Columbia election last year cost $38.10 per vote
Published 3:53 pm Wednesday, February 28, 2018
Columbia’s municipal election last November 7 cost the town $5,677, or $38.10 for each ballot counted.
Voter turnout was 36.5%; that is, 149 of the town’s 408 registered voters cast ballots for mayor and three aldermen’s seats between October 20 and November 7.
The board of aldermen appropriated $5,000 for the election in the budget adopted last June, and on February 5 the board transferred $677 from General Fund balance to Election expenditure to cover the shortfall.
The Tyrrell County Board of Elections conducted the election on town’s behalf, and the itemized bill elections director Debbie Swain submitted totaled $5,676.78.
Ballot printing cost $79, coding and layout of the automatic vote-counting machine cost $1,809, required advertising cost $394, poll workers’ wages (for early voting and Election Day) were $520 and their mileage was $11.
Clerical work (87.75 hours) cost $657, Director’s hours (in excess of regular county-paid hours) was $1,191 and supplies (forms, training manuals, etc.) amounted to $140.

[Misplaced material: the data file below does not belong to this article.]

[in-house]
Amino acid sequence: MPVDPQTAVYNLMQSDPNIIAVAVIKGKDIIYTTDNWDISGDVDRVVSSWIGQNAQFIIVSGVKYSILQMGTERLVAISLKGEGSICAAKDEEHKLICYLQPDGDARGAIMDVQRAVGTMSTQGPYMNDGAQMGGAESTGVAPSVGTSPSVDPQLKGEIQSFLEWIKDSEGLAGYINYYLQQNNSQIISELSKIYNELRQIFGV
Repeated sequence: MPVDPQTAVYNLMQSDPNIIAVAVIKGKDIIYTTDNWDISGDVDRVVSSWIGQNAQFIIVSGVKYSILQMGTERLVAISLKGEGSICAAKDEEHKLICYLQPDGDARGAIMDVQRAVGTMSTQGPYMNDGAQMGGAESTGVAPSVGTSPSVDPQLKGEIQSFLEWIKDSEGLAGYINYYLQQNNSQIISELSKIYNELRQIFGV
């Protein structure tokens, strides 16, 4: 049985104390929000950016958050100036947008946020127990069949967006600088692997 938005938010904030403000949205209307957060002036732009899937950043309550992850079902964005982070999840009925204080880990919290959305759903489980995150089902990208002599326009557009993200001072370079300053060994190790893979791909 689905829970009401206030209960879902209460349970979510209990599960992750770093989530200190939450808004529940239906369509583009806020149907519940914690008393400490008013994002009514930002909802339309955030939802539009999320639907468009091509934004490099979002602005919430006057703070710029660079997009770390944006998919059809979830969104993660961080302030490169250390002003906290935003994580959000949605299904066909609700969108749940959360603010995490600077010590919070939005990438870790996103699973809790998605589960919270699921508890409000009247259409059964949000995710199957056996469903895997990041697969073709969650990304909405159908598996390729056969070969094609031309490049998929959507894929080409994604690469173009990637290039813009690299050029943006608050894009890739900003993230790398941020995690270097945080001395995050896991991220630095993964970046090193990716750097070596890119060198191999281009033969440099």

One absentee ballot was mailed out at a postage cost of 49 cents.
The county made no charge for the use of Tyrrell Hall as the town’s polling place.
The elections board gave the town credit for the $25 filing fees collected – $5 from each of the five candidates.
The elections board’s billing reflects the modified one-stop of Monday, Wednesday, Friday 9 a.m. to 3 p.m. and no Saturday voting, with the availability of absentee by mail, Swain explained. Hours reflect the combination of board meetings that are required on Tuesdays, training, pre-election setup, Election Day, hand/eye count and Canvass Day.
The State Board of Elections denied traditional paper ballots, and subsequent hand tallying, for the municipality due to a contested race, Swain stated.
Three candidates filed for the three expiring terms on the at-large board of aldermen, so no contests there.
Two candidates filed for mayor, and state law requires that voting machines be used in contested races.
Five towns conduct their own local elections, town manager Rhett White told the aldermen when presenting the bill for payment.